Trout Utilize Shade Year Round and So Should Anglers

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Trout use shade for multiple reasons, not just for cooler water in the summer. Photo Louis Cahill

When fly anglers bring up the topic of targeting shade in conversation for catching trout, most of the time they’re talking about doing it during the dog days of summer.

Although it’s true that trout will regularly seek out shade (for cooler water) when water temperatures are elevated, it’s not the only time nor reason trout utilize it. Trout also use shade to camouflage themselves from both predators and the prey they feed on. If you don’t agree with me, tell me if it’s easier to spot a trout in the sun or in the shade. Trout understand this, and that’s why they often gravitate towards it on sunny days, even during the colder months of the year. The third reason trout search out shade is to cut down on the glare in their eyes, so they can spot drifting food in the current more effectively.

I was on the water the other day guiding and it was forty degrees with water temperatures in the upper 30s. The majority of the trout we caught were located in the shade, and the main reason for that was the blue bird sky conditions we had. It concentrated the trout in deep water and in the shadows of logs, boulders and overhanging foliage. If we wouldn’t have combed the shady areas with our flies, it could have turned out ugly for my client and I.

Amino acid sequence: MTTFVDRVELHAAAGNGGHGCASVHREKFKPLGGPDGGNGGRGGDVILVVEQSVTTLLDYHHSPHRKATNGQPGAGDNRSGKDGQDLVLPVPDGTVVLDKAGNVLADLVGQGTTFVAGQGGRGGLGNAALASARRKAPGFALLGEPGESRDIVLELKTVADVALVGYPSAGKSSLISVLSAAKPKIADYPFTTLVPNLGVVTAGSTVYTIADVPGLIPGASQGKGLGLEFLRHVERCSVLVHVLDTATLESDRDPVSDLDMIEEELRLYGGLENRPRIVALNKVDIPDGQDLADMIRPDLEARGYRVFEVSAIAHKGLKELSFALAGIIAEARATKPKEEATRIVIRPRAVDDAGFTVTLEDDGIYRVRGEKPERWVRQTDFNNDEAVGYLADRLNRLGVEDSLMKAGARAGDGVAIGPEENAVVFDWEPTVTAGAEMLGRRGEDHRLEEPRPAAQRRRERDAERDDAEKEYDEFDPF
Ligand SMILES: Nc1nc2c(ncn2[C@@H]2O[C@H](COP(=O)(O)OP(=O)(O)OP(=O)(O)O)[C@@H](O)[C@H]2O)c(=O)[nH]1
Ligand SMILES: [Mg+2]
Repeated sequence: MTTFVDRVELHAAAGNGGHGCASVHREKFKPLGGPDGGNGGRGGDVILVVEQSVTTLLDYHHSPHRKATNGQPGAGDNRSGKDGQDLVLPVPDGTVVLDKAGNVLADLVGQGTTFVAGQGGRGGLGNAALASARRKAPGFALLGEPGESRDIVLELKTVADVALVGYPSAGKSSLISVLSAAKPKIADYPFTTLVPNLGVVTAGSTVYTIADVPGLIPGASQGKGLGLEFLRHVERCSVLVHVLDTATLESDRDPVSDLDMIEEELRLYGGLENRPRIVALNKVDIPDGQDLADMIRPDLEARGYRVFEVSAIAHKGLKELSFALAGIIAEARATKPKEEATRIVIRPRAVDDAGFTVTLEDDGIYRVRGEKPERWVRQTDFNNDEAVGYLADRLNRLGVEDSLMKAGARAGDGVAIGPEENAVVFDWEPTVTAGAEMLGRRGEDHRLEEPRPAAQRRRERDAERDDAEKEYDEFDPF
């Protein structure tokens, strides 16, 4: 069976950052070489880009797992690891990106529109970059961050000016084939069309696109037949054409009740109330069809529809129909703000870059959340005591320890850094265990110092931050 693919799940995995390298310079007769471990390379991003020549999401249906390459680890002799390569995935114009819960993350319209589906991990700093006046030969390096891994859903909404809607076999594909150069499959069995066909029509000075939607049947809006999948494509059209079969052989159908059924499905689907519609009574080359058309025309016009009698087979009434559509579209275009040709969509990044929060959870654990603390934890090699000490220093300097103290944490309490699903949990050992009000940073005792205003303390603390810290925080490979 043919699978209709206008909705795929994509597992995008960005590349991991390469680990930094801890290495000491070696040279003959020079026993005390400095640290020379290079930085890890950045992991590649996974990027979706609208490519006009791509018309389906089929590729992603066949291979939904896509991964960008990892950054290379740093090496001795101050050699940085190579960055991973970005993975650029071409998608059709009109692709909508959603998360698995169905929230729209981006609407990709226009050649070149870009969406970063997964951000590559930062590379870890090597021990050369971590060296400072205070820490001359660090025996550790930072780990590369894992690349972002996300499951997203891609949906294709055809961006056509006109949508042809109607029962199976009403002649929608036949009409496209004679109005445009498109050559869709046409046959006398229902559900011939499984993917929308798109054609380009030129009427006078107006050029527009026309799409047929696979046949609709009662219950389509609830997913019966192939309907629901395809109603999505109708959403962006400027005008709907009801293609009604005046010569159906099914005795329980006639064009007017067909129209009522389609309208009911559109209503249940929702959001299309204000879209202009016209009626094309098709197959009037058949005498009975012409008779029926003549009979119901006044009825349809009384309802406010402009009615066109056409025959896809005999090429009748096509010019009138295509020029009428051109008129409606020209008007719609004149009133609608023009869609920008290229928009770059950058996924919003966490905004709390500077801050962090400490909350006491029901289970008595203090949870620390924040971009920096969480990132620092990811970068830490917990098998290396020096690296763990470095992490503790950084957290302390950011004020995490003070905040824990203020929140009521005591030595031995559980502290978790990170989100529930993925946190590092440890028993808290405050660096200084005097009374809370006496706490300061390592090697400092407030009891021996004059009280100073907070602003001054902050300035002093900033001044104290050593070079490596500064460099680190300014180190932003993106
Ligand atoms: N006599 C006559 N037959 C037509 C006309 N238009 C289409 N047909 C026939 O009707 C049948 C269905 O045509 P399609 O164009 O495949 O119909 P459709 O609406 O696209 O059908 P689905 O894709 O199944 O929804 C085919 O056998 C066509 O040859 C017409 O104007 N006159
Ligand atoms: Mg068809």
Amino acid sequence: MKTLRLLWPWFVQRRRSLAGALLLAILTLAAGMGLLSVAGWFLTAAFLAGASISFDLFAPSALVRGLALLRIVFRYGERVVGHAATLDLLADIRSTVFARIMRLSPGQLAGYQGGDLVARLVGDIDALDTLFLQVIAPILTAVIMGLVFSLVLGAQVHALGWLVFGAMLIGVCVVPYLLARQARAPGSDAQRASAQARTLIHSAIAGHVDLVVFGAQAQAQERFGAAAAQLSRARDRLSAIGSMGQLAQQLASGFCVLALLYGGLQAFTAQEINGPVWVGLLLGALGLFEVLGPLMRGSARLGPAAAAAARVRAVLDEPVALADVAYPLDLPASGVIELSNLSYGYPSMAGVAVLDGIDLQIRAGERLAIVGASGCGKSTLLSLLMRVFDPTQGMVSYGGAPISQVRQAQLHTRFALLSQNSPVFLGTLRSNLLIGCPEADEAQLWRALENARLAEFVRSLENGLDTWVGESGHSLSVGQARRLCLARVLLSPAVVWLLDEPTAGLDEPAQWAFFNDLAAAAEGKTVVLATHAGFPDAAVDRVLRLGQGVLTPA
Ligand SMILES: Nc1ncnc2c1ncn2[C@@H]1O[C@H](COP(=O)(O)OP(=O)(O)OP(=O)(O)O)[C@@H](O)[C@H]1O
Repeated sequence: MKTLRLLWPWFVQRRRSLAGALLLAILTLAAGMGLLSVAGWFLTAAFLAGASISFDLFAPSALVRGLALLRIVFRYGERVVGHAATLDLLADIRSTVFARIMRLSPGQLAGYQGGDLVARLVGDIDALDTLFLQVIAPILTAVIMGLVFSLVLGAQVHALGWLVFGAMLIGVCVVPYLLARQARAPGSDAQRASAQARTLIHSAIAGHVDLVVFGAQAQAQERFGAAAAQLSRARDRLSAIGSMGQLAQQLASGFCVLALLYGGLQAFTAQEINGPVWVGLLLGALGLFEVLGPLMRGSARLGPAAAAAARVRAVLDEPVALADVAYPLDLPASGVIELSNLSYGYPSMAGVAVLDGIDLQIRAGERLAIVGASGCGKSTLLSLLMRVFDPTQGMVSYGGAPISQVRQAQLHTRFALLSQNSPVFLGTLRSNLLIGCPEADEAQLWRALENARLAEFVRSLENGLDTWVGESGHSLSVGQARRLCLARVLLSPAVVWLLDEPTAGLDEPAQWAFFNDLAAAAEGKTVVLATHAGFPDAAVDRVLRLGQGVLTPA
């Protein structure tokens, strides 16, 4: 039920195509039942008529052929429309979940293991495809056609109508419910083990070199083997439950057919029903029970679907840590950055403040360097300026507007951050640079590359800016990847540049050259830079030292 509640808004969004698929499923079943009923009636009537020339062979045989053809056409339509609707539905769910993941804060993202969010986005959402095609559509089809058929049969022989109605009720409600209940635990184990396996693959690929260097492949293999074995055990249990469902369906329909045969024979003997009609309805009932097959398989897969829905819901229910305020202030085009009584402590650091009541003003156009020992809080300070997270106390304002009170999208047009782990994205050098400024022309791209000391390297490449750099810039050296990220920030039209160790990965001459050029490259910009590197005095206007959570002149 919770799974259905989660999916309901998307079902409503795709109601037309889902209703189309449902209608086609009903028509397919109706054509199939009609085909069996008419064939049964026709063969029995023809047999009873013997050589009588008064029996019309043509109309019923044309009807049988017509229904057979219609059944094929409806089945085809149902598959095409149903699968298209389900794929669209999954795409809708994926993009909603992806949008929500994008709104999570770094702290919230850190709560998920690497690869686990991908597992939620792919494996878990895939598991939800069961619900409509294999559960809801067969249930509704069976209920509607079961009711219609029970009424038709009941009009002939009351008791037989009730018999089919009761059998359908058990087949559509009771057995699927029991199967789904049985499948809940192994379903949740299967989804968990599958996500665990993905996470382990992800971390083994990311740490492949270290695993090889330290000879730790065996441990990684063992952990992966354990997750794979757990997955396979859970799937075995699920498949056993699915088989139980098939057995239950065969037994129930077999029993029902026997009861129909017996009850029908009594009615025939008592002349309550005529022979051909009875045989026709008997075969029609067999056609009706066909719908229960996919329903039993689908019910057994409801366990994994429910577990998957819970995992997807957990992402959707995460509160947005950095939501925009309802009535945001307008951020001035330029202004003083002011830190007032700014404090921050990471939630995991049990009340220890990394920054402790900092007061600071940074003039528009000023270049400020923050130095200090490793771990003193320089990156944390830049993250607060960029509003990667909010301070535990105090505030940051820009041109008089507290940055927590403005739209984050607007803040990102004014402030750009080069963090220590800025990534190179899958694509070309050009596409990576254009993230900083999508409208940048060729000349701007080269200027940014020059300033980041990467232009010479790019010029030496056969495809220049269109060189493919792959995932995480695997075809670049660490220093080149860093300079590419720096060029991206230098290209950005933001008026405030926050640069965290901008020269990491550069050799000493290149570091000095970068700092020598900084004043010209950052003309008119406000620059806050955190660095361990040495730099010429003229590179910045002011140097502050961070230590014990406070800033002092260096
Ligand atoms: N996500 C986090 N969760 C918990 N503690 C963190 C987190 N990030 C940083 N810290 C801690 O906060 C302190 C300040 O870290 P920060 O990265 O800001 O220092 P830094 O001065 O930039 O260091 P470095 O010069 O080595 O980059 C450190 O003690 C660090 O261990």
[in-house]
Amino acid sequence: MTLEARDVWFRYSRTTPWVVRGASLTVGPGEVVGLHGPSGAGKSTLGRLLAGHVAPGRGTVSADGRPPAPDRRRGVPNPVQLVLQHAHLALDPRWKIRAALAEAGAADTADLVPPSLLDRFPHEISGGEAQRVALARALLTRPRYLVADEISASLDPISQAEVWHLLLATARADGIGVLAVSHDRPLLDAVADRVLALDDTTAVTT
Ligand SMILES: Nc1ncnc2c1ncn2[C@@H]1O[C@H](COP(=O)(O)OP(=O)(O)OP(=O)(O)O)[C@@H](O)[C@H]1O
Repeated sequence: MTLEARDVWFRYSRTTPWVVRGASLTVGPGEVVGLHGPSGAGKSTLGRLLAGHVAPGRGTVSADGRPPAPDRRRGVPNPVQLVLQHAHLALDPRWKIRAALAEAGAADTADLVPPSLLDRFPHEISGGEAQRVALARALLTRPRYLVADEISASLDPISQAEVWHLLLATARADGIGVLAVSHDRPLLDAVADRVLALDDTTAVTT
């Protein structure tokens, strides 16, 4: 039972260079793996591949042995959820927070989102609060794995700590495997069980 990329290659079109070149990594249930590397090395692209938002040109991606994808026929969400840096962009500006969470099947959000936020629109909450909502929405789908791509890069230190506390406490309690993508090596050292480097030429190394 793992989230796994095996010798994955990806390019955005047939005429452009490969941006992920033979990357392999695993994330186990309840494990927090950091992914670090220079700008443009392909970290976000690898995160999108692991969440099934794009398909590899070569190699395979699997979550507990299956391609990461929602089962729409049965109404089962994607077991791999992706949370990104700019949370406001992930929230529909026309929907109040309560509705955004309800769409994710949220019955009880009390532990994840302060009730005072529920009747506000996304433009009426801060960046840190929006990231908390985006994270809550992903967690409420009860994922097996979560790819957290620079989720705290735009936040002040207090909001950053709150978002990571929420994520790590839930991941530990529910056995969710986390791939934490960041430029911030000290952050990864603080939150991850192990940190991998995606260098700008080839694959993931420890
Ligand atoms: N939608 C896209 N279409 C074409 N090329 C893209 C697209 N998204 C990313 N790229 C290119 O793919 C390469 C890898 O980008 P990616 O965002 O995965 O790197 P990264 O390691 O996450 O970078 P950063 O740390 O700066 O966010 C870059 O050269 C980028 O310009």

Remember the importance of shade next time you’re on the water with sunny conditions trout fishing. Pay close attention also to the shadows that are cast across the surface of the water from trees. Trout use this form of shade cover nearly as much as the rest I mentioned.

Keep it Reel,

Kent Klewein
Gink & Gasoline
www.ginkandgasoline.com
hookups@ginkandgasoline.com
 
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8 thoughts on “Trout Utilize Shade Year Round and So Should Anglers

    • I love the low side arm cast for just that reason. Getting under low overhanging branches on the shoulders of a stream. It’s rare to not see any action in those areas.

  1. So here is a funny one. I was fishing last week on our only nice warm day this year so far…. MOst of ouor fish came form skinny water in the sun. Water temp was 39F, and I gotta believe that they were out sunning to keep from freezing! Unless there was another factor there- feeding or something. But generally, I’m targeting shade. This day was different.

  2. Just this past weekend on the Davidson I noticed a lot of trout on the upper section, some being very big, tucked close to the bank under shade. This was not optimal water by any means, most being only inches deep. But it provided them some cover in water that gets a lot pressure on a daily basis.

  3. Well its official, trout and ducks are alike. Blue bird skies are the hall mark for great days as my best days with both have been on bright blue skies. I know its something about glare off the water for ducks when the sun’s out that makes it tougher for them to see so they blindly commit to a hole(aka humans calling) and I’ve just plain caught more fish on nice days. Maybe some science will intervene. Maybe this is the reason duck hackle makes such great trout flies?

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